The wells portioned out the route – only a handful restored or functional. This one (Well 41) is the crux – without it there’s a significantly bigger water load for the hardest stretch of dunes between it and well 45, and the next water at well 46.
The farther north we rode, the hotter the days became – and shade rarer.
Navigation was mostly straightforward, but we had a paper map to mull and brood over, with GPS as backup
As well as the mostly infrequent smattering of burnt-out 4WDs, this motorbike remained a scavenged monument to the self-sufficiency asked of everyone on the CSR
Daily or several times daily encounters. We explained ourselves, were accused of varying degrees of insanity and occasionally inspiration, and after a while begin ‘charging’ fresh fruit for the myriad photographs taken. Sometimes frustration at the kilometres lost to these pauses clouded our good humour.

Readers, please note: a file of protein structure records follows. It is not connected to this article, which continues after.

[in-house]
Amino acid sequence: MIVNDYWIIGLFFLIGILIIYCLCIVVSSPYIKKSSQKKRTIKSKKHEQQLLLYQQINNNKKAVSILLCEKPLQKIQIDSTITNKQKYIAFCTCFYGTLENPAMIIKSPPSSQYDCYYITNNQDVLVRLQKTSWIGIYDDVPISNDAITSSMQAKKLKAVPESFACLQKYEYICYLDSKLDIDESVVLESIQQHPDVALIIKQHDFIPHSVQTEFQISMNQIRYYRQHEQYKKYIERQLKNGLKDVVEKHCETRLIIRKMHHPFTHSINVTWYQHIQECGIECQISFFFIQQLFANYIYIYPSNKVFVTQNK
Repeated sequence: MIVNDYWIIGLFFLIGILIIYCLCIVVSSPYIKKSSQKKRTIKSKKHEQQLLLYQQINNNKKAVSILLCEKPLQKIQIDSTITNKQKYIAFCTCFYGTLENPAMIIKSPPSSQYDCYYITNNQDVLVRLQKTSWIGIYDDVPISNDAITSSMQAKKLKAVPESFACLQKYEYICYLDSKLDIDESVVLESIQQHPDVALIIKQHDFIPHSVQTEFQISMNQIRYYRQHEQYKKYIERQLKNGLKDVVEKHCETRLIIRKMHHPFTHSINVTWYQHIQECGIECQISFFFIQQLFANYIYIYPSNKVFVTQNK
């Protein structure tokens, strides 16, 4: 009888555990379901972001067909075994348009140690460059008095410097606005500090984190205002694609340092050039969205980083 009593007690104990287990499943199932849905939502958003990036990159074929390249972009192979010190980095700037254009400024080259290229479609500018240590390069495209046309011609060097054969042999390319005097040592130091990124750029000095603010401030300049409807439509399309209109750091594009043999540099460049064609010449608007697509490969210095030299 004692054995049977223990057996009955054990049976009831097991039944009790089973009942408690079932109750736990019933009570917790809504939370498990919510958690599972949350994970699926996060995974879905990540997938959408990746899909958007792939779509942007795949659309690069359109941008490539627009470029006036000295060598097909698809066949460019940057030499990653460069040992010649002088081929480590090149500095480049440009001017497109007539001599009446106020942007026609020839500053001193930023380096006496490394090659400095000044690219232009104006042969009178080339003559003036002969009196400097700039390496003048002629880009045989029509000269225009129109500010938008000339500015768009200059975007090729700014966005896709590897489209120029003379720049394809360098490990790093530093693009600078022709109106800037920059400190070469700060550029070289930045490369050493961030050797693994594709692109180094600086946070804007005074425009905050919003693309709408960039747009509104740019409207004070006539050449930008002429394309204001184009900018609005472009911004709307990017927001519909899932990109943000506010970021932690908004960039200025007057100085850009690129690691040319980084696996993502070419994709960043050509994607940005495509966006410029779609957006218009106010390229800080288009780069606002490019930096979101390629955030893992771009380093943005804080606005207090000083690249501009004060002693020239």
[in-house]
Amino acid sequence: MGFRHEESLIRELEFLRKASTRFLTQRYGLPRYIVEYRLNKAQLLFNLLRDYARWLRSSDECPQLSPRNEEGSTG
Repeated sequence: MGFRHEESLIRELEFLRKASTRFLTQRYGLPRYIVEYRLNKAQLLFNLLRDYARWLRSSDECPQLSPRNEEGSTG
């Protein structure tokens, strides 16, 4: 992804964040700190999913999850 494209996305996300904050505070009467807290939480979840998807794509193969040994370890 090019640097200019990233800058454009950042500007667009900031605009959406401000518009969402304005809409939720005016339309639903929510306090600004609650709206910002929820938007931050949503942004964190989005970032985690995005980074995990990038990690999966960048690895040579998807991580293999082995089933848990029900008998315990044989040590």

But that was nothing compared to the care and generous friendliness we were gifted. Sometime there was even a present – a package of sweets and other morsels left hanging in well 46 by the Global Gypsies tag-along group that we met at well 33.
After an extra rest day at well 46 to allow me to recover from being unwell timed to coincide with the worst dunes, we sped back up with lightened loads and not far to go. A wonderfully windy camp under the Breaden Hills
An end. Riding into Billiluna, 26 days after we left Wiluna
With the best welcome possible
That just left 6 days to drive back to Fremantle
Including some coastal time to attempt readjustment, or just absorb the horizon in the fading light
Subsequent posts will explore the logistic and bicycle related issues amongst many other things – this one was just for ‘flavour’…